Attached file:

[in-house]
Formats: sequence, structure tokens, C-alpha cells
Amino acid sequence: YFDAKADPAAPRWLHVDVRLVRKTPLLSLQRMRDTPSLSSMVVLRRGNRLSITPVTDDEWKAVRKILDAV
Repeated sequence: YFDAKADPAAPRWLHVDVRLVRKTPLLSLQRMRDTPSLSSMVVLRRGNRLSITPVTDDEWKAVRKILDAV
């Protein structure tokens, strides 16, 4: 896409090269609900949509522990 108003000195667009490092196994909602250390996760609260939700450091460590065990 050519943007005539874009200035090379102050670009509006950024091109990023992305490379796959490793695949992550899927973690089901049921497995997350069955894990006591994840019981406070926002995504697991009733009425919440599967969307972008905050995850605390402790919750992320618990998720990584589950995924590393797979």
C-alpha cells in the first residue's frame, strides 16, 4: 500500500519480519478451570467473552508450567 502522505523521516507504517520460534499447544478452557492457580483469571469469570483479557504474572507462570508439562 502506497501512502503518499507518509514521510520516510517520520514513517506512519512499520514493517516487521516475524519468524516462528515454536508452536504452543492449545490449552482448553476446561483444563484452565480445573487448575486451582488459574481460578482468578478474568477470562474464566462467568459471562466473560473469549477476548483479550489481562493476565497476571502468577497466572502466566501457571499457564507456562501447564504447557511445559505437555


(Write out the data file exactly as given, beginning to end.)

[in-house]
Formats: sequence, structure tokens, C-alpha cells
Amino acid sequence: YFDAKADPAAPRWLHVDVRLVRKTPLLSLQRMRDTPSLSSMVVLRRGNRLSITPVTDDEWKAVRKILDAV
Repeated sequence: YFDAKADPAAPRWLHVDVRLVRKTPLLSLQRMRDTPSLSSMVVLRRGNRLSITPVTDDEWKAVRKILDAV
């Protein structure tokens, strides 16, 4: 896409090269609900949509522990 108003000195667009490092196994909602250390996760609260939700450091460590065990 050519943007005539874009200035090379102050670009509006950024091109990023992305490379796959490793695949992550899927973690089901049921497995997350069955894990006591994840019981406070926002995504697991009733009425919440599967969307972008905050995850605390402790919750992320618990998720990584589950995924590393797979």
C-alpha cells in the first residue's frame, strides 16, 4: 500500500519480519478451570467473552508450567 502522505523521516507504517520460534499447544478452557492457580483469571469469570483479557504474572507462570508439562 502506497501512502503518499507518509514521510520516510517520520514513517506512519512499520514493517516487521516475524519468524516462528515454536508452536504452543492449545490449552482448553476446561483444563484452565480445573487448575486451582488459574481460578482468578478474568477470562474464566462467568459471562466473560473469549477476548483479550489481562493476565497476571502468577497466572502466566501457571499457564507456562501447564504447557511445559505437555